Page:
Tuesday, March 29, 2011
In backcountry camping, it seems a canister stove is the new black. They are compact, reliable, lightweight, and easy to use. Our little backcountry canister stove of choice was the MSR PocketRocket. It's tiny, weighs in at only 3 ounces (4.2 when it's in the container), and is incredibly efficient for its compact, fit-in-palm size.
The unit itself looks like some kind of medieval torture device. When you take it out of the canister, you screw it onto a fuel canister, open the serrated pot supports, turn the fuel adjuster and light it with a match or lighter. The maximum diameter for a pot according to the owner's manual (what can I say, I'm a girl - I read these things!) is 8 inches. After cooking, turn the stove off and let it cool before attempting to remove it from the canister. Then fold up, and store away. Simple enough, right?
Now for the more technical details (aka "put your thinking caps on"):
MSR doesn't list BTU ratings on their website, but they do claim that this little guy will boil 1 liter of water in under 3.5 minutes. If my math is right and assuming 70° water, that would mean that 1 L of water at 70 degrees Fahrenheit being raised to boiling (212°F) would require approximately 5,287 BTUs (assuming 100% efficiency which we know is not going to be the case). So, if we also assumed 30% efficiency, we'd need to nearly double the time to 7 minutes or boost the output closer to 10,000 BTUs in order to bring 1L of water to a boil within the time MSR claims. I have seen where other PocketRocket owners have suggested a BTU rating of up to 11,000. Personally, I thought that was probably a little optimistic, so we put it to the test.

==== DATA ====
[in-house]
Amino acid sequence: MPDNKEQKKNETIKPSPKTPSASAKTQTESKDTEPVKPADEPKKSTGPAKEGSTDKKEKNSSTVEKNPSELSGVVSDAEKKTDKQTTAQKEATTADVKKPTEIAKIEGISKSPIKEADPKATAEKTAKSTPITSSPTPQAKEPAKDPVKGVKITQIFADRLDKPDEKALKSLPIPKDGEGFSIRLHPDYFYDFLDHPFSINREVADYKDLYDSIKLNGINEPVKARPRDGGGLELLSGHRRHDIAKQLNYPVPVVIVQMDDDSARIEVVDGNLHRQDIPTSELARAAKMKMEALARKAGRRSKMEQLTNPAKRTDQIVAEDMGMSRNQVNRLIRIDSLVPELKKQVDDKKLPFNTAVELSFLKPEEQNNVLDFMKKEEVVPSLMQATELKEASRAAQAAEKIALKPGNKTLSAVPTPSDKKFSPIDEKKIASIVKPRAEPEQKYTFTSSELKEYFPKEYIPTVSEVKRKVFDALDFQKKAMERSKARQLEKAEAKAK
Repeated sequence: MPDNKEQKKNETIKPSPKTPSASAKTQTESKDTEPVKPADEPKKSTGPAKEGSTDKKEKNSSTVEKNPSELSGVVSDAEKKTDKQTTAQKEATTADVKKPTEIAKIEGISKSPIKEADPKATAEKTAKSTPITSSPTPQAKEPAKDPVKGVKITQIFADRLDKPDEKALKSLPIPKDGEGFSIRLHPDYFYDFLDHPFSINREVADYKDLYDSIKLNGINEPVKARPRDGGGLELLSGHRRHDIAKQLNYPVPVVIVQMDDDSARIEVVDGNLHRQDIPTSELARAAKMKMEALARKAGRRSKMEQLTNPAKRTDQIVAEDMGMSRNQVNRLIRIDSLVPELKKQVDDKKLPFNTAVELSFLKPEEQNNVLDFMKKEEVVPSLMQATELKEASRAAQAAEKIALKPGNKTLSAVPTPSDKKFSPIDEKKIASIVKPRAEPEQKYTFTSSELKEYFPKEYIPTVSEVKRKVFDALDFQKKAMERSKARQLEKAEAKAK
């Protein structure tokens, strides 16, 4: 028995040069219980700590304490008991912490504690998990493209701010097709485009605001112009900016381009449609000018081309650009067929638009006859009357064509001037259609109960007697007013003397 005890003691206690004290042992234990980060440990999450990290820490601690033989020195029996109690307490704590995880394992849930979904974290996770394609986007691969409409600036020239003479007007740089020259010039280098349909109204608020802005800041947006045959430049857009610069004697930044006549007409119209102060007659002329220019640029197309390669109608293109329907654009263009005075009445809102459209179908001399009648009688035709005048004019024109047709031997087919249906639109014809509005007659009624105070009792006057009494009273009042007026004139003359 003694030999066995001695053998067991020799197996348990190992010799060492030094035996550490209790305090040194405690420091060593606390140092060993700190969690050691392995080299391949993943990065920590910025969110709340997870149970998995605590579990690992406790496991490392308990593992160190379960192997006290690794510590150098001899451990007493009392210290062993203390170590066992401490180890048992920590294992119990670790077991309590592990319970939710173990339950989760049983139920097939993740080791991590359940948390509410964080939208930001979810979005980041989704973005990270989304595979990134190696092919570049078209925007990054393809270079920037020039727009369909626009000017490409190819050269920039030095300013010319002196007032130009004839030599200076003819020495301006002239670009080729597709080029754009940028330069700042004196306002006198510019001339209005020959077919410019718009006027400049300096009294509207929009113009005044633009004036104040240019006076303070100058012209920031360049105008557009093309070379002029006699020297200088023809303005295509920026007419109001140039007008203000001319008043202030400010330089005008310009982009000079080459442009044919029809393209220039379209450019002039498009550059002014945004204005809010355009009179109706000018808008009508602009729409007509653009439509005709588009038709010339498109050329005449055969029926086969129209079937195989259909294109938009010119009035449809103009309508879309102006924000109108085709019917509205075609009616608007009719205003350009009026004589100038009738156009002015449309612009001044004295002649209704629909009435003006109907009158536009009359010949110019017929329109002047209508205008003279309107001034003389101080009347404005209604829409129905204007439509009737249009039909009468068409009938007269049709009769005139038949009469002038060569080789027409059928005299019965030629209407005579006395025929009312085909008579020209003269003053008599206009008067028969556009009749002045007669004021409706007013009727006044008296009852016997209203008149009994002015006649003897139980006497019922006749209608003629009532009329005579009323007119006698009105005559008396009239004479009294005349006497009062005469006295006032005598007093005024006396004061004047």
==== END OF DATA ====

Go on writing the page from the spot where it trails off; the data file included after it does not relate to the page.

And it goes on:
Tim took the stove out on the deck this evening. It was 37°F without any wind, which sounds like a pretty good night to assume 30% efficiency. He lit the stove and placed 1L of 70°F water on to boil. It took 6 minutes and 45 seconds to reach 212°F. So, I don't know what variables MSR used to calculate their specs, but even after a few tries, we were never able to reach boiling in under 3.5 minutes. That would mean, in essence, that the stove was only putting out approximately 5,000 BTUs (assuming 30% efficiency) and that I was correct in assuming we'd have to nearly double the time.
Fuel, of course, does make a difference, and we were using Jetboil fuel in the 100gram size canister. It claims the isobutane/propane mixture will boil 10 L. We didn't test this claim, but after the initial boil test, I'm not sure this is likely. I'd like to try that out soon, and maybe a different brand of fuel just to make sure. I don't see much difference between the Jetboil fuel and the MSR fuel. Both types have the isobutane additive, which helps maintain fuel pressure as the fuel level gets low. But it also seems like boil time increases as the fuel level gets low. It might be best to move from a 100g canister to a larger 230g canister.
Regardless, we really like our little stove. It works well, but is less efficient when there's wind. MSR sells a WindScreen on their website "for any MSR stove," but also says in their manual not to use one. So, go figure? We wouldn't mind having something to block the wind. We've had this stove for over 2 years now, but haven't used it enough to talk durability. So far, it's passed the test of time, but only more time will tell how durable it really is.
As with any type of stove, you should never operate it in an enclosed environment like a tent (carbon monoxide fumes), and you should always be careful to store your food away from your fuel. We don't have a fuel canister container, so we store ours in a zipper bag usually at the very bottom of the pack.
Disclaimer: Robin and Tim bought "MSR's Pocket Rocket" for backcountry and camping use and decided to review it here on Appalachia & Beyond. The opinions expressed above are their independent thoughts and experiences.